Apple isn’t denying the developers from creating anything with regard to a cloud music service player! Private, independent developers can’t create a cloud-music player for Apple, and neither would an independent developer be able to do so for Amazon. That’s why Amazon created the app. And henceforth, that is why Apple needs to create the service.
You should refrain from making severely uneducated comments. Apple has not “shown itself to be hostile to developers throughout their history” in any manner! Apple gave away 2 billion to its developers last year and has recently come to their aid in lawsuits made against their developers by Lodsys for in app purchasing api use. Hostile to the lifeline of its app store success? I don’t think so.
Apple also didn’t “start out by denying developers from the app store for any product that Apple might create.” Apple’s SDK kit includes information of current corporate app ideas, so it isn’t, as you make it seem, limiting its developers’ intellectual and artistic creation as it pertains to an app/service of this magnitude and significance. Also, if Apple has an idea to create a service/app, I’m sure they would do it much better than an independent developer as they have the resources to do so. Google and Amazon do the same thing (that’s why the music players were created by Amazon); it’s about quality and competition. The Android market many now how more apps than Apple’s app store, but it’s a well known fact that the app store’s apps are of much higher quality (integration, user-friendliness, innovation, security…)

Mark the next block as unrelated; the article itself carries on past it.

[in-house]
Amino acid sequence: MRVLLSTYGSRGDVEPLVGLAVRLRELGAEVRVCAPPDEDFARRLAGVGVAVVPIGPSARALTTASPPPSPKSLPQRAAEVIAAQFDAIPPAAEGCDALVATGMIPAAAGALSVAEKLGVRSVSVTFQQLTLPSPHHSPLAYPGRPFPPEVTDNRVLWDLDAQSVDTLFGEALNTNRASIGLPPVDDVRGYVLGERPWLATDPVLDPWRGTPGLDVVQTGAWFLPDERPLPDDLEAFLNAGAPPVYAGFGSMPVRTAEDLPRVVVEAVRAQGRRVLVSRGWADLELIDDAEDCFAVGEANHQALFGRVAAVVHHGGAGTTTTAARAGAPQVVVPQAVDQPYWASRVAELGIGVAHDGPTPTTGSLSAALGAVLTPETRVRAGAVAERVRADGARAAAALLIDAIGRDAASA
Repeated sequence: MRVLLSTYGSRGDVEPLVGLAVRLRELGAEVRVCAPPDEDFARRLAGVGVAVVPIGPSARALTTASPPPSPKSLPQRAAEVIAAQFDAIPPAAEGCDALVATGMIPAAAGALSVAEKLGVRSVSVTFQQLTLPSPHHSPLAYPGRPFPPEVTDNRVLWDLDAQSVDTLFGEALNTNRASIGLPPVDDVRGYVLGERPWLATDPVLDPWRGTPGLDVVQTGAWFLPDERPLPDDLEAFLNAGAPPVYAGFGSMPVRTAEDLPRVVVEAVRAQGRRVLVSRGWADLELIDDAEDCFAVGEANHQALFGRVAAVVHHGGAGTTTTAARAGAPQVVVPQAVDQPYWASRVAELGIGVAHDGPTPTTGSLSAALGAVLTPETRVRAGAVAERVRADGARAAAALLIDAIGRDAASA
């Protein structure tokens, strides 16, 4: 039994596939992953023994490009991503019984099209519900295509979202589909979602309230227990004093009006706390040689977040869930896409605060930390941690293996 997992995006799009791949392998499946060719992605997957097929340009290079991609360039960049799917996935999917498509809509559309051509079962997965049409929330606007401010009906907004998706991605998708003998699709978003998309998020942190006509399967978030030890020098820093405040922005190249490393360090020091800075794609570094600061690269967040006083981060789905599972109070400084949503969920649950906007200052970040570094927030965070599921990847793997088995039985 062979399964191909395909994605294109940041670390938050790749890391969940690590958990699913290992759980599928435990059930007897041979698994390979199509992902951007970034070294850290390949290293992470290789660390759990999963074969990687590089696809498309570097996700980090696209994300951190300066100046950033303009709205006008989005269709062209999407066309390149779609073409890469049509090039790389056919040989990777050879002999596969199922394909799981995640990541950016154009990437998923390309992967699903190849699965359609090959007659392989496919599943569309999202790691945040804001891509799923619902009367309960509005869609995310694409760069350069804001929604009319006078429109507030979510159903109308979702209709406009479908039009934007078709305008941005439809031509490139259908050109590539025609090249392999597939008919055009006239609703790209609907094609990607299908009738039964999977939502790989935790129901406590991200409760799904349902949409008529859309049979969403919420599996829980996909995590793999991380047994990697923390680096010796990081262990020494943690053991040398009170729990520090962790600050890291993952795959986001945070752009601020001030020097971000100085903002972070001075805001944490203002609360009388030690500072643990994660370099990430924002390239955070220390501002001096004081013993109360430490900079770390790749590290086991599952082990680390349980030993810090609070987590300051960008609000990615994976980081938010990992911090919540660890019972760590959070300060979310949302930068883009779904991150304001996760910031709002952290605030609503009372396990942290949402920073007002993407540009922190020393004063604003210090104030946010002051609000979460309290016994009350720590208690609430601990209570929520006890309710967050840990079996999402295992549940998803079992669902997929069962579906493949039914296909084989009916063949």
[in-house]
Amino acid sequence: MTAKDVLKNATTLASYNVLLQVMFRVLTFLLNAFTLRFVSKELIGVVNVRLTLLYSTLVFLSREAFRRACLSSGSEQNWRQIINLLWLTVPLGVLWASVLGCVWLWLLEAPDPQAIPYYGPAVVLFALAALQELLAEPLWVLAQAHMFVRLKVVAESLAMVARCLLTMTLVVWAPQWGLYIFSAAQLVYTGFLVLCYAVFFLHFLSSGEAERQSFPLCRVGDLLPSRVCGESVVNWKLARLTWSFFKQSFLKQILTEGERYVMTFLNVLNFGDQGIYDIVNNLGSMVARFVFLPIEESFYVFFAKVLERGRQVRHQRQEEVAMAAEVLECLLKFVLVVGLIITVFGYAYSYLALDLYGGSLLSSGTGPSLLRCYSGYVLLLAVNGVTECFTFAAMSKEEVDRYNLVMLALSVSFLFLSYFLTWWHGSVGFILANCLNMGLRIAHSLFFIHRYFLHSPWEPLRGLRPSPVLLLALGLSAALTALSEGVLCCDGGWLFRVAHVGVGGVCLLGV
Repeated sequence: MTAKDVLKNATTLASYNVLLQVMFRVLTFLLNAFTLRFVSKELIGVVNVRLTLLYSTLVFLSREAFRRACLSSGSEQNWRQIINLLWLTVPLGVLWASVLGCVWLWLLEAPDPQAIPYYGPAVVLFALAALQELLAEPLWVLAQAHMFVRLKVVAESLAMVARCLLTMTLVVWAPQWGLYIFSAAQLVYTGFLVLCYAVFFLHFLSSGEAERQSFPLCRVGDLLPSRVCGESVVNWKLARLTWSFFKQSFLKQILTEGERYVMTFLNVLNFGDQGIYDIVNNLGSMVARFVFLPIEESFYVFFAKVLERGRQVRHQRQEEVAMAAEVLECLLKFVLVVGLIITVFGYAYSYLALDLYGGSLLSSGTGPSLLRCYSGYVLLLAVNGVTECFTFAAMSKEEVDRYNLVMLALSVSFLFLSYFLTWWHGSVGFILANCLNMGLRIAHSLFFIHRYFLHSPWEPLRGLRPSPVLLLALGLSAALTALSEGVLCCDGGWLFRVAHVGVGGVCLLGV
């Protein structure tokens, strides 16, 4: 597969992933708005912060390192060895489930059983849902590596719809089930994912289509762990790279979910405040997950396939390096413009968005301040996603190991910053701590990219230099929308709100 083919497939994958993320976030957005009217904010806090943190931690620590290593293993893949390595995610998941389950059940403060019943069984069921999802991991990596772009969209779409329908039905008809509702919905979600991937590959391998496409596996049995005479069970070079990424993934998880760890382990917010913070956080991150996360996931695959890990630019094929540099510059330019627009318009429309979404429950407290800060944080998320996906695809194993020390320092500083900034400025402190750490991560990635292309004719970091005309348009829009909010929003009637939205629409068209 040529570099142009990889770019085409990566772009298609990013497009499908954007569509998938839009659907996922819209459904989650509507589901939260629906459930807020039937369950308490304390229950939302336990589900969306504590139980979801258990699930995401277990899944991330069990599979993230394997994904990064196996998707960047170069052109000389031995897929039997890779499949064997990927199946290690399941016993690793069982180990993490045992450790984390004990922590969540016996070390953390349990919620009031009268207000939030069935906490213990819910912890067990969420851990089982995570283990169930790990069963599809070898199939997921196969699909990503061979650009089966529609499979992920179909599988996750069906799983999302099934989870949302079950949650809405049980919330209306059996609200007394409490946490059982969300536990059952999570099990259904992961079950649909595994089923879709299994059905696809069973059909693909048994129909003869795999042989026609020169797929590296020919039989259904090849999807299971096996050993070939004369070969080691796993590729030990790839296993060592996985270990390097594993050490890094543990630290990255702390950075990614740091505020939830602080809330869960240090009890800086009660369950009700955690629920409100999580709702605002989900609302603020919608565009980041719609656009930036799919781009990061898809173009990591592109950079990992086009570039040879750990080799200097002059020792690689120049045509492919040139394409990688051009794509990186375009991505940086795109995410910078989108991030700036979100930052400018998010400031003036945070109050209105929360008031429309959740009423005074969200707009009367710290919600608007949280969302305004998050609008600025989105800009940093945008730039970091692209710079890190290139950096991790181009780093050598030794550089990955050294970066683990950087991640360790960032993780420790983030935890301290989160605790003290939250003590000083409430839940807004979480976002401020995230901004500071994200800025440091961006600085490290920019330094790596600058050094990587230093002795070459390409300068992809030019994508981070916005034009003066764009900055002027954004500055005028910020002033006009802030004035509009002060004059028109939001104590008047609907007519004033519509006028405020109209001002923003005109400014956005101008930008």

And as aforementioned, developers don’t have the ability to develop cloud music apps because they don’t have access to our iTunes accounts or to Apple’s huge music database. Neither can they seek agreements with giant record labels to do so! Only the company itself can do that sort of thing.
So the claim that this cloud service issue is an example of Apple’s “walled garden lock down approach” is not at all warranted.